TitaniumGL: A Faster Multi-Platform Graphics Driver Architecture?
Written by Michael Larabel in Display Drivers on 9 March 2012. Page 2 of 4. 37 Comments

The glxinfo output for the TitaniumGL Linux library can be found on OpenBenchmarking.org and for reference is also the LLVMpipe glxinfo.

With only supporting OpenGL level 1.4, there are not too many interesting games that can work with TitaniumGL on Linux. The games that ran successfully were Urban Terror and Tremulous, two ioquake3-based games. Attempting to run Nexuiz and some other common Linux OpenGL games had failed, even other ioquake3-based games like OpenArena ended up crashing.

This non-open-source driver implementation is freeware, but when an OpenGL context is created, the library attempts to launch Firefox to load a web-page serving an advertisement. The developer though does apparently offer an ad-free OpenGL library at a cost of three EUR.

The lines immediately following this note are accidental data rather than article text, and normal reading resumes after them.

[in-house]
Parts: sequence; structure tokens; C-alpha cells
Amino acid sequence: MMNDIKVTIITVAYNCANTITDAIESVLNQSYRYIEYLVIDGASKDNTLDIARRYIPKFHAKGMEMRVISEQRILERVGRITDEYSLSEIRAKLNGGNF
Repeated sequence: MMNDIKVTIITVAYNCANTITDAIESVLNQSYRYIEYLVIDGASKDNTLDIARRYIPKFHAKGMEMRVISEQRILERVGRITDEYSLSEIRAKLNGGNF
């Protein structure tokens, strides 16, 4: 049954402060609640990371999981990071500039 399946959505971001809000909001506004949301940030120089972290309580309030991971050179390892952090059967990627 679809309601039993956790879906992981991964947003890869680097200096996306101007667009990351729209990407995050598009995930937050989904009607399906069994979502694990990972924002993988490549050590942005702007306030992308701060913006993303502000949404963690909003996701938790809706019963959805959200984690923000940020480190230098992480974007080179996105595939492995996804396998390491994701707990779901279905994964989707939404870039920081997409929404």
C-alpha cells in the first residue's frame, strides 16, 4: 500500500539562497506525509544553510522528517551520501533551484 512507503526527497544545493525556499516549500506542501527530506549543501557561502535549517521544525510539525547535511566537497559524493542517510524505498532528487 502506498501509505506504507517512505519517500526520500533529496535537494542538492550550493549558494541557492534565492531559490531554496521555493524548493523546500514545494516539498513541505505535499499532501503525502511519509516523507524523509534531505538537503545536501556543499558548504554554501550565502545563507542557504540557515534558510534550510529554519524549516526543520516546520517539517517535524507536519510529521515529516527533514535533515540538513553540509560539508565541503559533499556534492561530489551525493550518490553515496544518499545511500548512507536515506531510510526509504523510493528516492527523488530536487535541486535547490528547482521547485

With TitaniumGL rendering properly for a few lightweight OpenGL games, the performance of this multi-core software renderer was compared to the NVIDIA binary GPU driver and to the LLVMpipe Gallium3D software rasterizer. Mesa's classic software rasterizer (swrast) and Gallium3D Softpipe implementations are next to useless for end-users, but at least LLVMpipe can deliver half-way decent performance thanks to using LLVM to take advantage of multiple CPU cores and other processor optimizations like SSE3, etc. LLVMpipe runs entirely on the CPU and is enough for handling a composited Linux desktop and other basic workloads. LLVMpipe currently supports OpenGL 2.1 while it is still approaching OpenGL 3.0. Again, TitaniumGL is multi-core-friendly, but is 32-bit only and does not take special advantage of modern CPU features.


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